- Does the documentation seem sufficient for getting students started?
- Student learning is best supported by projects that have a roadmap that includes new feature development, a method for users to submit new feature requests and a process for identifying how new features are prioritized. Feature requests are made through JIRA, the OpenMRS issue tracker. Road map planning and the process for prioritizing feature requests is available on the Technical Roadmap Planning page. Here you will find information about the planning process and how to participate in the planning process. The Technical Road Map page identifies features, their current status, and a point of contact, in addition to expected dates of completion.
- Does the roadmap provide you with enough information to make a decision about using it in your course?
- Secondary Criteria - Approachability - Secondary criteria sections are OPTIONAL for the POSSE workshop assignment
- Contribution Types
- Does the project contain opportunities for multiple types of contribution and of the type that fits the class? There are multiple projects for testers, tech writers, and developers. These can be seen on the Get Involved page. Are the number of and type of bugs available suitable for students given your course and the class size? Are there other ways that students could contribute?
- Openness to Contributions
- Acceptance of a student contribution to a project provides valuable affirmation to student learning. Determine whether the project accepts student patches. The process for contribution is documented on the Tickets page. Does this project seem likely to accept student contributions?
- Student Friendliness
- Secondary Criteria - Suitability - Secondary criteria sections are OPTIONAL for the POSSE workshop assignment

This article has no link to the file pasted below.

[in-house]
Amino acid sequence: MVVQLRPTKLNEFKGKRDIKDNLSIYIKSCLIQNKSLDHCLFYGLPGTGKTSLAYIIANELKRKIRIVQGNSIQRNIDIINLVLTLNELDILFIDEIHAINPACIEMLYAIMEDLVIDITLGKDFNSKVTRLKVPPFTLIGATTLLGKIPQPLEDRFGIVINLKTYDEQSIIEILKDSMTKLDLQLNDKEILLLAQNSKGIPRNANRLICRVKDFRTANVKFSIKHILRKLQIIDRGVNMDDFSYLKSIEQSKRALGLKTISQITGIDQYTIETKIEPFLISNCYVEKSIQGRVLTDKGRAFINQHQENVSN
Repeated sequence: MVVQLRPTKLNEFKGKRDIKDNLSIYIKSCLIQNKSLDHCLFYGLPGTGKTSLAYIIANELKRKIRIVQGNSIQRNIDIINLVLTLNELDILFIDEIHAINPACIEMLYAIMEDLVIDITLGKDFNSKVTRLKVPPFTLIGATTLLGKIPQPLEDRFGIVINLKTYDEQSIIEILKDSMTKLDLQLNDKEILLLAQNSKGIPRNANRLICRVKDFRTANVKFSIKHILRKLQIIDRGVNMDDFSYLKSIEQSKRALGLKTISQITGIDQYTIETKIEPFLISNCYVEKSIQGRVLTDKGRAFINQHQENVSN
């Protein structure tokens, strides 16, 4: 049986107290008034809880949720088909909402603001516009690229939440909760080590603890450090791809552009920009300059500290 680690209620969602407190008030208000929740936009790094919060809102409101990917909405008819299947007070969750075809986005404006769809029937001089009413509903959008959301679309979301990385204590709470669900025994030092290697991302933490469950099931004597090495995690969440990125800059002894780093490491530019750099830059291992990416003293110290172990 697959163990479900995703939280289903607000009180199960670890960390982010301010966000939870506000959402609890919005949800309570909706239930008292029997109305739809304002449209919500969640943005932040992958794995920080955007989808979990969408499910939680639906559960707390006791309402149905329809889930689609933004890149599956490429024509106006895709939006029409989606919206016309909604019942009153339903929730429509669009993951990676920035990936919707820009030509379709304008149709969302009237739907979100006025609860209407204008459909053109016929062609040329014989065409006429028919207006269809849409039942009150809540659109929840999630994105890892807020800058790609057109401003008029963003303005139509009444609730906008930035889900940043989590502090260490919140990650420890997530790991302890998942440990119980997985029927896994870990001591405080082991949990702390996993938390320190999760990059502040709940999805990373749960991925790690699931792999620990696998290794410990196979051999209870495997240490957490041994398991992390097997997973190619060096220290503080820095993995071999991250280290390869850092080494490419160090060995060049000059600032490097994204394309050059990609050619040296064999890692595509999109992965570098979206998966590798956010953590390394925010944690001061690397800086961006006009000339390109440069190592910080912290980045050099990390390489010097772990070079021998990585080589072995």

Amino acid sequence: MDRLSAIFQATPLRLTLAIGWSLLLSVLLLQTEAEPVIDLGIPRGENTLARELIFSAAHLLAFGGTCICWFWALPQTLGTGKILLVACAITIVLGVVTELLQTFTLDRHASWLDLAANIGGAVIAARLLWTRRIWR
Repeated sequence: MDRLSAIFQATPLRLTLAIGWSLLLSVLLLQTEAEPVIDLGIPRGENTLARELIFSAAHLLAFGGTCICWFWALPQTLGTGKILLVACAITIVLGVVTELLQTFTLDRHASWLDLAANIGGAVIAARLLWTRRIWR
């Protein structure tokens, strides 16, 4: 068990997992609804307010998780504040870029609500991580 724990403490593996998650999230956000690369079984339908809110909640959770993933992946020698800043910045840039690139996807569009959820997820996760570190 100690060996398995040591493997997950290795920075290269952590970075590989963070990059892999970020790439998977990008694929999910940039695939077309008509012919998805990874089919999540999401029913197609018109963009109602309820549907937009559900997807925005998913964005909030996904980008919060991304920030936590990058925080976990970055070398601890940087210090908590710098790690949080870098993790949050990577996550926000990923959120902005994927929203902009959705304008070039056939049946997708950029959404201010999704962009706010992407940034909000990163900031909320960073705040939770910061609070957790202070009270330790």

- Project Description
- Students must be able to understand the purpose of the project. Does the project clearly describe the product? Can students understand the intended uses of the product? - The About page provides an overview of who, where, and what OpenMRS is, including a downloadable PDF file and a video.
- What software and hardware platform does the FOSS project run on? Development environment can be built on Windows, Linux or Mac OS X completely with FOSS software. (Project development information found here)
- Are there resources to support these platforms?
- Are students familiar with the platforms?
- Development Features - Is the class dependent on specific development features? (Project development information found here)
- Programming language - What is the primary language?
- Development environment - What environments are supported?
- Supporting technologies - What technologies are suggested/required?
POSSE: On your user wiki page, a section describing your evaluation of OpenMRS as a suitable project for your course.
Notes for Instructors
The remaining sections of this document are intended for the instructor. They are not part of the learning activity that would be given to students.
- How will the activity be graded?
- How will learning will be measured?
- Include sample assessment questions/rubrics.
|Criteria||Level 1 (fail)||Level 2 (pass)||Level 3 (good)||Level 4 (exceptional)|
|The purpose of the project|
|Why the project is open source|
- What should the instructor know before using this activity?
- What are some likely difficulties that an instructor may encounter using this activity?
Variants and Adaptations
- Explore this list of HFOSS Projects that may be of interest.
- Read the SIGCSE paper on evaluating FOSS projects
- Watch these videos introducing the FOSS project evaluation criteria:
| ACM Body of Knowledge
Area & Unit(s)
60-90 minutes. This activity can take a significant amount of time. We only expect you to spend 60-90 minutes exploring. You may not complete the activity within this time. Of course you are welcome to spend more time if you wish.
|Environment / Materials||
This work is licensed under a Creative Commons Attribution-ShareAlike 4.0 International License
Suggestions for Open Source Community
Suggestions for an open source community member who is working in conjunction with the instructor.